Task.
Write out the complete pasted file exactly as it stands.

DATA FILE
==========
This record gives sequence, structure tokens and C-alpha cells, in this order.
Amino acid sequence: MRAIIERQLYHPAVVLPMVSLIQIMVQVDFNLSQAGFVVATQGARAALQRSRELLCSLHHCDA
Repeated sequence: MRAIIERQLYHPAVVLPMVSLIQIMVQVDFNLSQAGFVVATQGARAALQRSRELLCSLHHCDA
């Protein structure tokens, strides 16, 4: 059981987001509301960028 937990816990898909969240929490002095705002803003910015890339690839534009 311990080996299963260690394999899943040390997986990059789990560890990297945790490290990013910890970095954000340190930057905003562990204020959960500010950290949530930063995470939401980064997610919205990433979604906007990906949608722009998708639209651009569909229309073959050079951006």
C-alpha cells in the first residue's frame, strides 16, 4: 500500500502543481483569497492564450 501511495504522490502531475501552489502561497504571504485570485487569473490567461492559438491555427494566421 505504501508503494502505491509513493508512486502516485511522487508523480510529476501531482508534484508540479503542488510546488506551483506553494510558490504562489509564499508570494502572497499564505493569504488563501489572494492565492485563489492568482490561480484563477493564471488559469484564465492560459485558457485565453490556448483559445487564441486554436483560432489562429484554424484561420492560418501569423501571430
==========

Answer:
This record gives sequence, structure tokens and C-alpha cells, in this order.
Amino acid sequence: MRAIIERQLYHPAVVLPMVSLIQIMVQVDFNLSQAGFVVATQGARAALQRSRELLCSLHHCDA
Repeated sequence: MRAIIERQLYHPAVVLPMVSLIQIMVQVDFNLSQAGFVVATQGARAALQRSRELLCSLHHCDA
């Protein structure tokens, strides 16, 4: 059981987001509301960028 937990816990898909969240929490002095705002803003910015890339690839534009 311990080996299963260690394999899943040390997986990059789990560890990297945790490290990013910890970095954000340190930057905003562990204020959960500010950290949530930063995470939401980064997610919205990433979604906007990906949608722009998708639209651009569909229309073959050079951006």
C-alpha cells in the first residue's frame, strides 16, 4: 500500500502543481483569497492564450 501511495504522490502531475501552489502561497504571504485570485487569473490567461492559438491555427494566421 505504501508503494502505491509513493508512486502516485511522487508523480510529476501531482508534484508540479503542488510546488506551483506553494510558490504562489509564499508570494502572497499564505493569504488563501489572494492565492485563489492568482490561480484563477493564471488559469484564465492560459485558457485565453490556448483559445487564441486554436483560432489562429484554424484561420492560418501569423501571430